The squirels and birds have been enjoying their treat.


Today we focused our studies on our catholic curriculum and the season of lent.   We made a stained glass of mary, the holy spirit, and a roadmap for lent.

We use catholic icing preschool curriculum.

The mary stained glass was made using contact paper.  We drew an outline of mary and a grotto.  We cut up tissue paper.  We had red and white tissue paper so that is what we used.  We used the tissue paper to decorate mary's dress and the background.  We used some green paint and little one's thumb to make the grass around the grotto.  Then we used glitter to finish off the project.  When were done we placed another piece of contact paper on top.  We hung our completed mary on the door so the light will come through it.

Little one was asking about stained glass when we were at church on subday so this craft tied nicely into that curiosity.

A note on glitter - do not let your toddler pour out the glitter!  Little one begged for me to let him hold the glitter bottle himself.  I let him.  He poured out the entire bottle.  I then had glitter everywhere to clean up afterward.

The next craft we did was to make some holy spirit doves.  I didn't have white paint so little one used green.  We used his handprints to make the doves.  He then decorated the doves with feathers, googly eyes, and yellow construction paper beaks.

After our crafts we talked about lent.  My birthday, my grandfather's birthday, and little one's birthday are all during this lenten season so we added them to the calendar.  We also wrote "daddy's baptism" on the calendar because my husband had decided to be baptised and to become catholic during this season.

Enjoy the pictures!

Wednesday, February 6, 2013

The things you can do with clear plastic cups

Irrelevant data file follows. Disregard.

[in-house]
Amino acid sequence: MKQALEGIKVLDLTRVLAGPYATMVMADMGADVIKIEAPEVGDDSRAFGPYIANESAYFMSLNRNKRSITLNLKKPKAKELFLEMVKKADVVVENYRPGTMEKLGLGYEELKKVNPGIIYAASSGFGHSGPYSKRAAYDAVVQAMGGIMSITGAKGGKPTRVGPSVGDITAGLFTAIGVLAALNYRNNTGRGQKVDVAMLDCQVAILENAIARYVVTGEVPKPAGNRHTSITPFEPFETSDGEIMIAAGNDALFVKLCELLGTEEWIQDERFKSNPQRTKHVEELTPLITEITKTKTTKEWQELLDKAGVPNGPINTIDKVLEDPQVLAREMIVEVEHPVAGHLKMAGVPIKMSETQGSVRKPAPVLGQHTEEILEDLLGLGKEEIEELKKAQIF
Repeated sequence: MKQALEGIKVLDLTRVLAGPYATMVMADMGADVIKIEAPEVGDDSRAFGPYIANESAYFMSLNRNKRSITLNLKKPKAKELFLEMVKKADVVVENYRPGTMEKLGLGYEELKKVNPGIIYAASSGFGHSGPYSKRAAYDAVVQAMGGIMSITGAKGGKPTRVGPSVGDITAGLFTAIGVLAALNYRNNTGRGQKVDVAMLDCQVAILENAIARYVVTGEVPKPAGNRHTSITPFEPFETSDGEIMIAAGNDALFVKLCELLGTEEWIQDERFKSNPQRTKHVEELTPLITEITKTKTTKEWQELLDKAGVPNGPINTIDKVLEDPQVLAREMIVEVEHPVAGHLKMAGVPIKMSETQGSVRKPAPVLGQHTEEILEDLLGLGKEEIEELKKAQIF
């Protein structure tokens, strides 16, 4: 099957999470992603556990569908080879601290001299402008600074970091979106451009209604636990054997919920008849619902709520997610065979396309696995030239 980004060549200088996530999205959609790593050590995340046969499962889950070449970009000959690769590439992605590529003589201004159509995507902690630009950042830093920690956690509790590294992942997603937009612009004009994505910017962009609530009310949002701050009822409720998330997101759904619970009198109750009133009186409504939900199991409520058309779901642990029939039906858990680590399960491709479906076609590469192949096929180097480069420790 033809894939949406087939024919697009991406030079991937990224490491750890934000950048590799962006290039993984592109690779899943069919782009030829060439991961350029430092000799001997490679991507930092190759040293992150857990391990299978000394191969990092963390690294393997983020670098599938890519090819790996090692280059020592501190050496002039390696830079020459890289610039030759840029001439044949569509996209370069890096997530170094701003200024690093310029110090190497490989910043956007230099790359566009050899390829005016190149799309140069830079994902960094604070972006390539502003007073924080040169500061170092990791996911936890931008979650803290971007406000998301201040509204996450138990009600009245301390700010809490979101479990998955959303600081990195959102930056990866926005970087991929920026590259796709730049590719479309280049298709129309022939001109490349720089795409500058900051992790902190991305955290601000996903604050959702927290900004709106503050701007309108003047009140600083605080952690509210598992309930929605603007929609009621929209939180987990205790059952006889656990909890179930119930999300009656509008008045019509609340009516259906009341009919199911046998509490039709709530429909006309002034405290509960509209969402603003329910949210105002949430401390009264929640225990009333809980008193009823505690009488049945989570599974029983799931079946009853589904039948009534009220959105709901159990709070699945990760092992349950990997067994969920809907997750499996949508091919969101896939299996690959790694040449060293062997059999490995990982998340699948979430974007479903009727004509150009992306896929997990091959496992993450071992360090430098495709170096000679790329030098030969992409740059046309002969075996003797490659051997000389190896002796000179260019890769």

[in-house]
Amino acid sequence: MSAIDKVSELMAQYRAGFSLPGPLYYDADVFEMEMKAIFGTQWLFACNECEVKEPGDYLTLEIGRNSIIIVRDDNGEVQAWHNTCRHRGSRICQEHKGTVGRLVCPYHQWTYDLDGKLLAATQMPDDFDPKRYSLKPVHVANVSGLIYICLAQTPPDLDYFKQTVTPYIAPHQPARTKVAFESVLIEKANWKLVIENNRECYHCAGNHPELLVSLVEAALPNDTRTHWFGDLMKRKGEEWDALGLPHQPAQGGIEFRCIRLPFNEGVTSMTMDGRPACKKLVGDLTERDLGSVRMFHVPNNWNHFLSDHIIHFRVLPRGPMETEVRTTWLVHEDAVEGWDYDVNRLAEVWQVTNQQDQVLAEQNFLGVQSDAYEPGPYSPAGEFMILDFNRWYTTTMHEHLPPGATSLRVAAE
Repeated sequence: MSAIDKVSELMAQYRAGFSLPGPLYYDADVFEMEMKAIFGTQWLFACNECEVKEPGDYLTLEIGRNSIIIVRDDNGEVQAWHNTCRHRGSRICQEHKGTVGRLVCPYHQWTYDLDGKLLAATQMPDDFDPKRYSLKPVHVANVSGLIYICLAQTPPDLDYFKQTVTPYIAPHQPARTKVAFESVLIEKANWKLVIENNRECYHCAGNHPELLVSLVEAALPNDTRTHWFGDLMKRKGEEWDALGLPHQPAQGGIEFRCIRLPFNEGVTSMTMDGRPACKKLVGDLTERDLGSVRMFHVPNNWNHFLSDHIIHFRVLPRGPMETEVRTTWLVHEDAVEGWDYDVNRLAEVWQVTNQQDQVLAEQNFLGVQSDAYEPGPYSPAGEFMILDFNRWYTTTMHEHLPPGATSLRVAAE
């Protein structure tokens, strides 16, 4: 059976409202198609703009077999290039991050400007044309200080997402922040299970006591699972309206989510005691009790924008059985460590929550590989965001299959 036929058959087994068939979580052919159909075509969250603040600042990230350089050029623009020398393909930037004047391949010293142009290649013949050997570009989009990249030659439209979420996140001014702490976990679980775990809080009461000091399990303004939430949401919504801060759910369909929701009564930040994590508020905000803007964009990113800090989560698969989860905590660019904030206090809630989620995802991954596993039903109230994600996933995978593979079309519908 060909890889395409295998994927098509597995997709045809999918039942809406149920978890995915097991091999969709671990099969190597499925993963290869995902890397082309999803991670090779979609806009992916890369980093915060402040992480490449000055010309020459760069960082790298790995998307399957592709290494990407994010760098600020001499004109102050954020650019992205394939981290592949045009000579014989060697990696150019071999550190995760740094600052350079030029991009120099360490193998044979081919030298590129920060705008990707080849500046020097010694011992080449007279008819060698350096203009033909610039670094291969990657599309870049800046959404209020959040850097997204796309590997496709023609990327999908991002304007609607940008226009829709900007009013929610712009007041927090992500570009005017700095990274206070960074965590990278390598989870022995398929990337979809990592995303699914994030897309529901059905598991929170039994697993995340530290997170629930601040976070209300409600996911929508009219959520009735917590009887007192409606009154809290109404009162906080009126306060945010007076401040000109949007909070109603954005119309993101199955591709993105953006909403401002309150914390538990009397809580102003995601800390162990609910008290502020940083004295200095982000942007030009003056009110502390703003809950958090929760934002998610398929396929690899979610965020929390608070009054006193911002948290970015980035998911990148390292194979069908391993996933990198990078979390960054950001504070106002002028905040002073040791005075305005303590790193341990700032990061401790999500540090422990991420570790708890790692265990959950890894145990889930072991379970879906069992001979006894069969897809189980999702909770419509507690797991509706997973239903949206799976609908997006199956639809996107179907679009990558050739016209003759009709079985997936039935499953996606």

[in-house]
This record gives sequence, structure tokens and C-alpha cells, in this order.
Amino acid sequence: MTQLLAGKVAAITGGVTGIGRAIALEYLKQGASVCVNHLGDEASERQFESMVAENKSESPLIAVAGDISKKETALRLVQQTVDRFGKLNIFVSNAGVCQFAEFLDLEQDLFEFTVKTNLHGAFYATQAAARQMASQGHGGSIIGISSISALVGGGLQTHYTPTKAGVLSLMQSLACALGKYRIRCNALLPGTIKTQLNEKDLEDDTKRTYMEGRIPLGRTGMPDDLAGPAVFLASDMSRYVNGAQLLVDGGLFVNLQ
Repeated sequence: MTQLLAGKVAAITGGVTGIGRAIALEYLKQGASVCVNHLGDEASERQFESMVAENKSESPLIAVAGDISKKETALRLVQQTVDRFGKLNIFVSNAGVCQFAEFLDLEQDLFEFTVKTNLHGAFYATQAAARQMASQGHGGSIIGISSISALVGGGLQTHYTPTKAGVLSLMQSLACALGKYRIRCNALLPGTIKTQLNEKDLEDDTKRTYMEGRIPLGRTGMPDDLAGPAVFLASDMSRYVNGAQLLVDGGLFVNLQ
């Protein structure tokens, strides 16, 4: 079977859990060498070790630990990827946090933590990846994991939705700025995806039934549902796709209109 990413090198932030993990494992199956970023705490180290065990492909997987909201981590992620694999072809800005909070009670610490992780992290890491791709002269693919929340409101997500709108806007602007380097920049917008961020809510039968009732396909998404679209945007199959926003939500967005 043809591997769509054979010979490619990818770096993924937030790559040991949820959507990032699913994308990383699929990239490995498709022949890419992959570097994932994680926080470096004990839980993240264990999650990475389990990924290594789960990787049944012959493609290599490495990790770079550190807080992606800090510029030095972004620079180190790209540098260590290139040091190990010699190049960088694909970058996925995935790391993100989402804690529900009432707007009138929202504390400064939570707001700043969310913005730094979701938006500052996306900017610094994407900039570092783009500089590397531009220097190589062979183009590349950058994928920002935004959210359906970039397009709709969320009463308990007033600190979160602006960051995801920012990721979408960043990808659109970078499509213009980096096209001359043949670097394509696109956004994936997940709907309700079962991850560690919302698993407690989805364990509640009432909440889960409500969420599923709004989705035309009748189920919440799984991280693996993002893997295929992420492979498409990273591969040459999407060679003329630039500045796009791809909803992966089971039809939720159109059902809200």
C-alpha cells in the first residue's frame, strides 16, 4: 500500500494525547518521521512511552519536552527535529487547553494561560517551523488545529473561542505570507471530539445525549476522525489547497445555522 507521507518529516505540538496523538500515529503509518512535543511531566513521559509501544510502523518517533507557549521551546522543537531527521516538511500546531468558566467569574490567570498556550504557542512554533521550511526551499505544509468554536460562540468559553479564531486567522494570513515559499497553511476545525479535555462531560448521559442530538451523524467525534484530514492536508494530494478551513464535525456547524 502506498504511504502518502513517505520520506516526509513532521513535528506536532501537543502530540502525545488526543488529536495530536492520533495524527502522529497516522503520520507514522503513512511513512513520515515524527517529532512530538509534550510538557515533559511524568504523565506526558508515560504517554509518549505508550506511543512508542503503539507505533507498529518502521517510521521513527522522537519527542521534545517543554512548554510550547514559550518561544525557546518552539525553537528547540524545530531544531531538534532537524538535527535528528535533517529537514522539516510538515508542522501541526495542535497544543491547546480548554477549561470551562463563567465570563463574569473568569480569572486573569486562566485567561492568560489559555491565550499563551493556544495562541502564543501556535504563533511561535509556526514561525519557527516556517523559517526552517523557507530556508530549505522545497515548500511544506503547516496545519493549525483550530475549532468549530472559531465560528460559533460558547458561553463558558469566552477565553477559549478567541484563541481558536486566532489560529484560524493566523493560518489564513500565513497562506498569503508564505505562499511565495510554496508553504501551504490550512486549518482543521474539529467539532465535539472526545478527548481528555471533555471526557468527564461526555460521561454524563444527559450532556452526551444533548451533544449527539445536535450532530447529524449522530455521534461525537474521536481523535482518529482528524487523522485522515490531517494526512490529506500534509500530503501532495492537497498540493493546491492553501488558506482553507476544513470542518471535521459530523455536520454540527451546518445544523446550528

Blogging today proves a couple of important things.  The first is that homeschooling is easy.  The second is that you can use your household items to do some pretty cool lessons.  The third is that you do not need to make it up yourselves.  The ideas in this lesson all came from other homeschool bloggers.  And the fourth thing is that you can homeschool even when life is rough. 

We started by labeling some clear plastic cups as "1 cup", "1/2 cup", "3/4 cup", and "1/4 cup".  We then poured water in the cups to see the different levels.  We compared them discussing which one was "most", "least", and "middle".  We got this idea from

Then we did another cup activity from Royal Baloo.  It's at

We first practiced counting to 5 by counting out 5 plastic cups.  We then practiced adding by grouping 3 cups together and then by pairing 2 cups.  And then I asked him what 3 cups plus 2 cups were and he said "FIVE!!!". Happy dance :)

We placed 3 cups on top of our Rainbow Resource book (that HUGE homeschooling materials book IS good for something!).  And we filled them to the top with water.  We then put blue food coloring in one, yellow food coloring in the middle one, and then red food coloring in the last one. 

We then put the other 2 cups below the 3 cups (hence the placing of the 3 cups on top of the Rainbow Resource book).  And to finish the experiment we put slips of paper towels going from the cups on top to the cups below.  The colored water moved from the cups on top along the paper towel slips into the empty cups below.  (There is a good discussion of gravity in this lesson.). The blue and yellow water mixed in the empty cup to make green.  The yellow and red water mixed to make orange. 

See the pictures below for our lesson.